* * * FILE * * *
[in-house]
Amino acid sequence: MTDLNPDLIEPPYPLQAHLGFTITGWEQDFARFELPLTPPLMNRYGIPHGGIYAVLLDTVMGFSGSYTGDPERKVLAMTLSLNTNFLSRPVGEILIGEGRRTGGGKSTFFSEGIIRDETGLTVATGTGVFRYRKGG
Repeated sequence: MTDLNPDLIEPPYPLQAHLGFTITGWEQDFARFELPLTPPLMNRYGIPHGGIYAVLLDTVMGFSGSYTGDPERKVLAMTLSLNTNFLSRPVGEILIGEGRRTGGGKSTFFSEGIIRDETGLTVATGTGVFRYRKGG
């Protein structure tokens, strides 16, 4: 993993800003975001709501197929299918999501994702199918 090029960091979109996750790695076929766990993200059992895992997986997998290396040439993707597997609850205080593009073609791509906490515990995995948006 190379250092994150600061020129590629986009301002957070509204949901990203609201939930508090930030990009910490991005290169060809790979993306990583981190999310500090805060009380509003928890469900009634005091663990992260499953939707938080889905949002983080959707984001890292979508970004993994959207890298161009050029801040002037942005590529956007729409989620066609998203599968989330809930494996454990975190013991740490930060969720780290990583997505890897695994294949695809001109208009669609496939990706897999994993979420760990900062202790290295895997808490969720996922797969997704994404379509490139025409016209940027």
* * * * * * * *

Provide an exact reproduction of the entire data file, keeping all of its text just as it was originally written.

[in-house]
Amino acid sequence: MTDLNPDLIEPPYPLQAHLGFTITGWEQDFARFELPLTPPLMNRYGIPHGGIYAVLLDTVMGFSGSYTGDPERKVLAMTLSLNTNFLSRPVGEILIGEGRRTGGGKSTFFSEGIIRDETGLTVATGTGVFRYRKGG
Repeated sequence: MTDLNPDLIEPPYPLQAHLGFTITGWEQDFARFELPLTPPLMNRYGIPHGGIYAVLLDTVMGFSGSYTGDPERKVLAMTLSLNTNFLSRPVGEILIGEGRRTGGGKSTFFSEGIIRDETGLTVATGTGVFRYRKGG
């Protein structure tokens, strides 16, 4: 993993800003975001709501197929299918999501994702199918 090029960091979109996750790695076929766990993200059992895992997986997998290396040439993707597997609850205080593009073609791509906490515990995995948006 190379250092994150600061020129590629986009301002957070509204949901990203609201939930508090930030990009910490991005290169060809790979993306990583981190999310500090805060009380509003928890469900009634005091663990992260499953939707938080889905949002983080959707984001890292979508970004993994959207890298161009050029801040002037942005590529956007729409989620066609998203599968989330809930494996454990975190013991740490930060969720780290990583997505890897695994294949695809001109208009669609496939990706897999994993979420760990900062202790290295895997808490969720996922797969997704994404379509490139025409016209940027």